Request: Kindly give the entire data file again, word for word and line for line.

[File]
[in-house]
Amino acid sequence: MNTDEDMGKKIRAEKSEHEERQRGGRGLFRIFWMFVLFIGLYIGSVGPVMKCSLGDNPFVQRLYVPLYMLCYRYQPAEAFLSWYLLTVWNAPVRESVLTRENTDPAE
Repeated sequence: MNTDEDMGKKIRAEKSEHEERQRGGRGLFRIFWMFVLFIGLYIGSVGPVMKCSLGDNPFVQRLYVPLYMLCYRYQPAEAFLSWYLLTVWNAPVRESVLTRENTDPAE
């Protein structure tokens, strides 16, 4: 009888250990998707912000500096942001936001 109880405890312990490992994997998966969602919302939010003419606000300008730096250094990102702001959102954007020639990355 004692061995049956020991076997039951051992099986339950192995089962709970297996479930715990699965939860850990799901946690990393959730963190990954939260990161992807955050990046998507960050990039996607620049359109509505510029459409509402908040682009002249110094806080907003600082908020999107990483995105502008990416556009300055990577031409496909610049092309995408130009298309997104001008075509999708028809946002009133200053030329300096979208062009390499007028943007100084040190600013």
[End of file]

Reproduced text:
[in-house]
Amino acid sequence: MNTDEDMGKKIRAEKSEHEERQRGGRGLFRIFWMFVLFIGLYIGSVGPVMKCSLGDNPFVQRLYVPLYMLCYRYQPAEAFLSWYLLTVWNAPVRESVLTRENTDPAE
Repeated sequence: MNTDEDMGKKIRAEKSEHEERQRGGRGLFRIFWMFVLFIGLYIGSVGPVMKCSLGDNPFVQRLYVPLYMLCYRYQPAEAFLSWYLLTVWNAPVRESVLTRENTDPAE
């Protein structure tokens, strides 16, 4: 009888250990998707912000500096942001936001 109880405890312990490992994997998966969602919302939010003419606000300008730096250094990102702001959102954007020639990355 004692061995049956020991076997039951051992099986339950192995089962709970297996479930715990699965939860850990799901946690990393959730963190990954939260990161992807955050990046998507960050990039996607620049359109509505510029459409509402908040682009002249110094806080907003600082908020999107990483995105502008990416556009300055990577031409496909610049092309995408130009298309997104001008075509999708028809946002009133200053030329300096979208062009390499007028943007100084040190600013």